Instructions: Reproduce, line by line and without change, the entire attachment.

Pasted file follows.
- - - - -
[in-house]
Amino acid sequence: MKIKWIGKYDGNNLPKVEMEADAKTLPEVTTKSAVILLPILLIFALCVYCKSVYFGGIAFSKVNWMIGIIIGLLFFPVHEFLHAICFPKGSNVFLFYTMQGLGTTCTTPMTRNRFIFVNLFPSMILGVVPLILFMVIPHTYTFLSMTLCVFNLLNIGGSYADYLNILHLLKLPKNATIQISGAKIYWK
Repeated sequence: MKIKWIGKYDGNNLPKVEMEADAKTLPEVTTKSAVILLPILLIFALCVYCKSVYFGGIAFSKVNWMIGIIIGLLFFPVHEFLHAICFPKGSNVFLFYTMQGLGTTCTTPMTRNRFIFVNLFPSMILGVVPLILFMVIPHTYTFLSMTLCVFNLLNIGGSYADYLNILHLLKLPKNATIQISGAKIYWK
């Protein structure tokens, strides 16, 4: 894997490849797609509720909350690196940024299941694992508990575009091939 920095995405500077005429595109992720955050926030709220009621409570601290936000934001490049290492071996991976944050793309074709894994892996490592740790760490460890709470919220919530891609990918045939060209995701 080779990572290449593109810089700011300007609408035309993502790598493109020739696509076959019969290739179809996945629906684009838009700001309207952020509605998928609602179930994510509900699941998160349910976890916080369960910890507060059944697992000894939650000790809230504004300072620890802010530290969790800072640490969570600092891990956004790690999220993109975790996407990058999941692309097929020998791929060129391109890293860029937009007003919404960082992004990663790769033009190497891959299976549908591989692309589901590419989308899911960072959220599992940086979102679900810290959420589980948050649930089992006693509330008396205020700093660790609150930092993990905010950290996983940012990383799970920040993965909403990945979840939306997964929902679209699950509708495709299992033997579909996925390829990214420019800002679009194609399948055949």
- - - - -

[in-house]
Amino acid sequence: MKIKWIGKYDGNNLPKVEMEADAKTLPEVTTKSAVILLPILLIFALCVYCKSVYFGGIAFSKVNWMIGIIIGLLFFPVHEFLHAICFPKGSNVFLFYTMQGLGTTCTTPMTRNRFIFVNLFPSMILGVVPLILFMVIPHTYTFLSMTLCVFNLLNIGGSYADYLNILHLLKLPKNATIQISGAKIYWK
Repeated sequence: MKIKWIGKYDGNNLPKVEMEADAKTLPEVTTKSAVILLPILLIFALCVYCKSVYFGGIAFSKVNWMIGIIIGLLFFPVHEFLHAICFPKGSNVFLFYTMQGLGTTCTTPMTRNRFIFVNLFPSMILGVVPLILFMVIPHTYTFLSMTLCVFNLLNIGGSYADYLNILHLLKLPKNATIQISGAKIYWK
């Protein structure tokens, strides 16, 4: 894997490849797609509720909350690196940024299941694992508990575009091939 920095995405500077005429595109992720955050926030709220009621409570601290936000934001490049290492071996991976944050793309074709894994892996490592740790760490460890709470919220919530891609990918045939060209995701 080779990572290449593109810089700011300007609408035309993502790598493109020739696509076959019969290739179809996945629906684009838009700001309207952020509605998928609602179930994510509900699941998160349910976890916080369960910890507060059944697992000894939650000790809230504004300072620890802010530290969790800072640490969570600092891990956004790690999220993109975790996407990058999941692309097929020998791929060129391109890293860029937009007003919404960082992004990663790769033009190497891959299976549908591989692309589901590419989308899911960072959220599992940086979102679900810290959420589980948050649930089992006693509330008396205020700093660790609150930092993990905010950290996983940012990383799970920040993965909403990945979840939306997964929902679209699950509708495709299992033997579909996925390829990214420019800002679009194609399948055949």